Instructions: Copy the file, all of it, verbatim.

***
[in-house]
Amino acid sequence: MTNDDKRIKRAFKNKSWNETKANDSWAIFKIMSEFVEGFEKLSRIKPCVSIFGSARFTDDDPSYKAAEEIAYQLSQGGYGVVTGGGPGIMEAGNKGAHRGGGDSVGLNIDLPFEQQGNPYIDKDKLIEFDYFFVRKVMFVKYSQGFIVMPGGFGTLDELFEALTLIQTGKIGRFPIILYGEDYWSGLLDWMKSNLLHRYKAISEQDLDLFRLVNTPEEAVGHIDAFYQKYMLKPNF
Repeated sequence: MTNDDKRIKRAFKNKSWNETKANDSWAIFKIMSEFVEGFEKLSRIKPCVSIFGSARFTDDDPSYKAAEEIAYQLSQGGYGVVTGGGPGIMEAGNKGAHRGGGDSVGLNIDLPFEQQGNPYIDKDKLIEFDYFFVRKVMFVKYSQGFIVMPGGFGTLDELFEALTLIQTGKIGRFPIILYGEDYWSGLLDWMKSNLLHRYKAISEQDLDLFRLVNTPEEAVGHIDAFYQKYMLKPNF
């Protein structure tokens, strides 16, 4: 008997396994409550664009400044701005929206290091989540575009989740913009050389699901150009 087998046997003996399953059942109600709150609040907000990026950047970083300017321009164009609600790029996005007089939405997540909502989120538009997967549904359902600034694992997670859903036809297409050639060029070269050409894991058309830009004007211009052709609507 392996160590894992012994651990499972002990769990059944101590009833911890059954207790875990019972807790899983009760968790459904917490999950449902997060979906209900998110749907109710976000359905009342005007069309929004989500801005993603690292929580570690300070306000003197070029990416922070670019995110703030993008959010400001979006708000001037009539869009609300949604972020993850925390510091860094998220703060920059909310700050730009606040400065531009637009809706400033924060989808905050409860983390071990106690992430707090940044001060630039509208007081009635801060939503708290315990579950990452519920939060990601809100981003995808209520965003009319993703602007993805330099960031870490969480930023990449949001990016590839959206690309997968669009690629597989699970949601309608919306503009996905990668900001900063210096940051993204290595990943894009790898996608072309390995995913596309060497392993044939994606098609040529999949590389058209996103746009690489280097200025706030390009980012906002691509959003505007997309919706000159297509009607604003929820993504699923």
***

[in-house]
Amino acid sequence: MTNDDKRIKRAFKNKSWNETKANDSWAIFKIMSEFVEGFEKLSRIKPCVSIFGSARFTDDDPSYKAAEEIAYQLSQGGYGVVTGGGPGIMEAGNKGAHRGGGDSVGLNIDLPFEQQGNPYIDKDKLIEFDYFFVRKVMFVKYSQGFIVMPGGFGTLDELFEALTLIQTGKIGRFPIILYGEDYWSGLLDWMKSNLLHRYKAISEQDLDLFRLVNTPEEAVGHIDAFYQKYMLKPNF
Repeated sequence: MTNDDKRIKRAFKNKSWNETKANDSWAIFKIMSEFVEGFEKLSRIKPCVSIFGSARFTDDDPSYKAAEEIAYQLSQGGYGVVTGGGPGIMEAGNKGAHRGGGDSVGLNIDLPFEQQGNPYIDKDKLIEFDYFFVRKVMFVKYSQGFIVMPGGFGTLDELFEALTLIQTGKIGRFPIILYGEDYWSGLLDWMKSNLLHRYKAISEQDLDLFRLVNTPEEAVGHIDAFYQKYMLKPNF
């Protein structure tokens, strides 16, 4: 008997396994409550664009400044701005929206290091989540575009989740913009050389699901150009 087998046997003996399953059942109600709150609040907000990026950047970083300017321009164009609600790029996005007089939405997540909502989120538009997967549904359902600034694992997670859903036809297409050639060029070269050409894991058309830009004007211009052709609507 392996160590894992012994651990499972002990769990059944101590009833911890059954207790875990019972807790899983009760968790459904917490999950449902997060979906209900998110749907109710976000359905009342005007069309929004989500801005993603690292929580570690300070306000003197070029990416922070670019995110703030993008959010400001979006708000001037009539869009609300949604972020993850925390510091860094998220703060920059909310700050730009606040400065531009637009809706400033924060989808905050409860983390071990106690992430707090940044001060630039509208007081009635801060939503708290315990579950990452519920939060990601809100981003995808209520965003009319993703602007993805330099960031870490969480930023990449949001990016590839959206690309997968669009690629597989699970949601309608919306503009996905990668900001900063210096940051993204290595990943894009790898996608072309390995995913596309060497392993044939994606098609040529999949590389058209996103746009690489280097200025706030390009980012906002691509959003505007997309919706000159297509009607604003929820993504699923």